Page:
Banks are being forced to pay back 25 million euro (£20.9 million) to customers wrongly sold payment protection plans.
An ongoing investigation into the insurance schemes has found one in five breached regulations.
The revelation came to light after the Central Bank ordered 11 financial institutions to review all their policies.
They are AIB, Bank of Ireland, Bank of Scotland, Danske Bank, EBS, GE Money, KBC Bank Ireland, MBNA, Permanenttsb, RaboDirect Bank Ireland and Ulster Bank.
Payment protection insurance (PPI) covers customers who cannot make repayments on loans or mortgages in the event of them having an accident, losing their jobs or becoming ill.
But thousands who are barred from making claims under the terms of the policies - including the self-employed, home-makers and part-time workers - were wrongly sold the insurance.
Lenders were ordered to carry out independent reviews of 350,000 policies, sold since July 2007.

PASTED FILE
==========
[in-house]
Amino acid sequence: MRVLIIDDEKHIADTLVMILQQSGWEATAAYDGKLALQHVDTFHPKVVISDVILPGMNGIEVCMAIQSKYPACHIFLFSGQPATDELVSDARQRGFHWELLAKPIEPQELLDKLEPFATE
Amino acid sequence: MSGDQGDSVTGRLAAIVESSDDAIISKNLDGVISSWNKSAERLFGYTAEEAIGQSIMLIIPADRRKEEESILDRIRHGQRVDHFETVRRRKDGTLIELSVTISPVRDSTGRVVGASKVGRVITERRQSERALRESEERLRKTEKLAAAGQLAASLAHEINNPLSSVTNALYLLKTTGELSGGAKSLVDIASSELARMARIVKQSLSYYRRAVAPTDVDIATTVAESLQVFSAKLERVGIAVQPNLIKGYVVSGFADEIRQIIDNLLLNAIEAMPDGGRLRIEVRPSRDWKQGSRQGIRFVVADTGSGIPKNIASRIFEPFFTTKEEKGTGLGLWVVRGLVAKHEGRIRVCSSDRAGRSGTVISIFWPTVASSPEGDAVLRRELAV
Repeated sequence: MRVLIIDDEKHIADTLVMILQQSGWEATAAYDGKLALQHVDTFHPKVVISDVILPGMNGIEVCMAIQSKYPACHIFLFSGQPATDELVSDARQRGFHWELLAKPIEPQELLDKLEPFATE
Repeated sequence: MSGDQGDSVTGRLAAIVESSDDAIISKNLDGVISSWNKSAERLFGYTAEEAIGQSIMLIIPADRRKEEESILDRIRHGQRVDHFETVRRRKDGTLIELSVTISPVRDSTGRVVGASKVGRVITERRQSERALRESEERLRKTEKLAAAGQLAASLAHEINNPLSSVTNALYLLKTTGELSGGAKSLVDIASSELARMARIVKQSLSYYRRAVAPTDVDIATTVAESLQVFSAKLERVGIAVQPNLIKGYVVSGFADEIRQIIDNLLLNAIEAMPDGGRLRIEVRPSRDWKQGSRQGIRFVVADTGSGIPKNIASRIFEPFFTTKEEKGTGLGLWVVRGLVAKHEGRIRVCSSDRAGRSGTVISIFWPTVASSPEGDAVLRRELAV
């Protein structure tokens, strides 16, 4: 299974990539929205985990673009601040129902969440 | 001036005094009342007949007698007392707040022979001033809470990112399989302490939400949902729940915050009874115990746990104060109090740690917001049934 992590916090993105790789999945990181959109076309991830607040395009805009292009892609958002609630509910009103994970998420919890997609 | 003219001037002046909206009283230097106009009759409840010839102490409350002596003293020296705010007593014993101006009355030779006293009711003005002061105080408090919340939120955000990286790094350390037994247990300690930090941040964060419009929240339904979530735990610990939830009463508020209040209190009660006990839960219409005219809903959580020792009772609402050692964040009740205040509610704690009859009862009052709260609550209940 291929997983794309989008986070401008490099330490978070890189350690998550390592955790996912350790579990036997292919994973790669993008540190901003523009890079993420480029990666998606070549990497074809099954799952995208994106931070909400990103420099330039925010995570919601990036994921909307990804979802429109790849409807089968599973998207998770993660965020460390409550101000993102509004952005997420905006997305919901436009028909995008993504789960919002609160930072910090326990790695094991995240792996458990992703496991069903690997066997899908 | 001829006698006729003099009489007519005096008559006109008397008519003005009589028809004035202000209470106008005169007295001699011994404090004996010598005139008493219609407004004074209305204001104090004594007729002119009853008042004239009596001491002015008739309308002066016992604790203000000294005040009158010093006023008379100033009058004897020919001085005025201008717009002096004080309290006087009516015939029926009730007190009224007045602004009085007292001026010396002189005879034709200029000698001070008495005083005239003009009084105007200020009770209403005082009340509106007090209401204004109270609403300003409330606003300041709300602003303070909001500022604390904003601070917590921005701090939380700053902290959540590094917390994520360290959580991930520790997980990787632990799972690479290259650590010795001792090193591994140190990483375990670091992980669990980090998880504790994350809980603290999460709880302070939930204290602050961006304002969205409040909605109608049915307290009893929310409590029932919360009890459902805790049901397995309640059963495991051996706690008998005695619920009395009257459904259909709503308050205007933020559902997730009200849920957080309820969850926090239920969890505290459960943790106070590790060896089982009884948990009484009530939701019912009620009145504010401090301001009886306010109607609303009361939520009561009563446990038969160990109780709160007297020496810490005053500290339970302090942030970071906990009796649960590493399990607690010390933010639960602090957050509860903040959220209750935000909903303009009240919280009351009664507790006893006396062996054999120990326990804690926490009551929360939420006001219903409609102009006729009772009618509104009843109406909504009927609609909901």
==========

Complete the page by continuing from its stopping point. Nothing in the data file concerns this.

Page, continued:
The Central Bank said more than half have been reviewed to date, with one in five found to have been wrongly sold in breach of consumer protection regulations. Customers are to be reimbursed.
A deadline of the end of the year has been set for the completion of the investigation.
Bernard Sheridan, the Central Bank's director of consumer protection, said customers need confidence that they are being sold suitable products and services.
"Following our initial investigation, we have required firms to undertake a review of PPI sales since July 2007, overseen by independent third parties, to write to all affected customers, and to offer a refund or retention of their PPI policy," he said.